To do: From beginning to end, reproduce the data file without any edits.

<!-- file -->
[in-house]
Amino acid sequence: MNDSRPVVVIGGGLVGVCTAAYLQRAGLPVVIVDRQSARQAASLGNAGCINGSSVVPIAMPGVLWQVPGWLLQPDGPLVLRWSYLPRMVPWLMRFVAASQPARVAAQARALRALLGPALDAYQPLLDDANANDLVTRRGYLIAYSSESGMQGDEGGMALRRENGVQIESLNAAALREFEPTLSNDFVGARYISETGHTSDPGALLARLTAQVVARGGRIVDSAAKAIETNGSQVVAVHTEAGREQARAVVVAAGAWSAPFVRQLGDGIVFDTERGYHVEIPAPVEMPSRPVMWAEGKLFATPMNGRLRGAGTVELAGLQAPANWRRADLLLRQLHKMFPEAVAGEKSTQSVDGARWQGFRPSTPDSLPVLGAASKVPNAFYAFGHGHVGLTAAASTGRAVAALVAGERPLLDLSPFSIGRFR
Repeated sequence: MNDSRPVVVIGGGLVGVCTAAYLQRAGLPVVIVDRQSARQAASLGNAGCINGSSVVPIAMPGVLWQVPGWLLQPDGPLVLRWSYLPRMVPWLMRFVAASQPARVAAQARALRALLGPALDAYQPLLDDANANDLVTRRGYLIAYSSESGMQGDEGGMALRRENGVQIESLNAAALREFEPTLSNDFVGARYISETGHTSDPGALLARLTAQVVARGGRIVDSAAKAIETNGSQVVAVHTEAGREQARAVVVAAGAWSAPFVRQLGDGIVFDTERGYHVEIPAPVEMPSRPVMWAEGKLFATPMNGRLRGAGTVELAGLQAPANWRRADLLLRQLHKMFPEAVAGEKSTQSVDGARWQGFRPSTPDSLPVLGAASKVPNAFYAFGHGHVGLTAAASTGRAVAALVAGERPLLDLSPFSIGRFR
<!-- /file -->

[in-house]
Amino acid sequence: MNDSRPVVVIGGGLVGVCTAAYLQRAGLPVVIVDRQSARQAASLGNAGCINGSSVVPIAMPGVLWQVPGWLLQPDGPLVLRWSYLPRMVPWLMRFVAASQPARVAAQARALRALLGPALDAYQPLLDDANANDLVTRRGYLIAYSSESGMQGDEGGMALRRENGVQIESLNAAALREFEPTLSNDFVGARYISETGHTSDPGALLARLTAQVVARGGRIVDSAAKAIETNGSQVVAVHTEAGREQARAVVVAAGAWSAPFVRQLGDGIVFDTERGYHVEIPAPVEMPSRPVMWAEGKLFATPMNGRLRGAGTVELAGLQAPANWRRADLLLRQLHKMFPEAVAGEKSTQSVDGARWQGFRPSTPDSLPVLGAASKVPNAFYAFGHGHVGLTAAASTGRAVAALVAGERPLLDLSPFSIGRFR
Repeated sequence: MNDSRPVVVIGGGLVGVCTAAYLQRAGLPVVIVDRQSARQAASLGNAGCINGSSVVPIAMPGVLWQVPGWLLQPDGPLVLRWSYLPRMVPWLMRFVAASQPARVAAQARALRALLGPALDAYQPLLDDANANDLVTRRGYLIAYSSESGMQGDEGGMALRRENGVQIESLNAAALREFEPTLSNDFVGARYISETGHTSDPGALLARLTAQVVARGGRIVDSAAKAIETNGSQVVAVHTEAGREQARAVVVAAGAWSAPFVRQLGDGIVFDTERGYHVEIPAPVEMPSRPVMWAEGKLFATPMNGRLRGAGTVELAGLQAPANWRRADLLLRQLHKMFPEAVAGEKSTQSVDGARWQGFRPSTPDSLPVLGAASKVPNAFYAFGHGHVGLTAAASTGRAVAALVAGERPLLDLSPFSIGRFR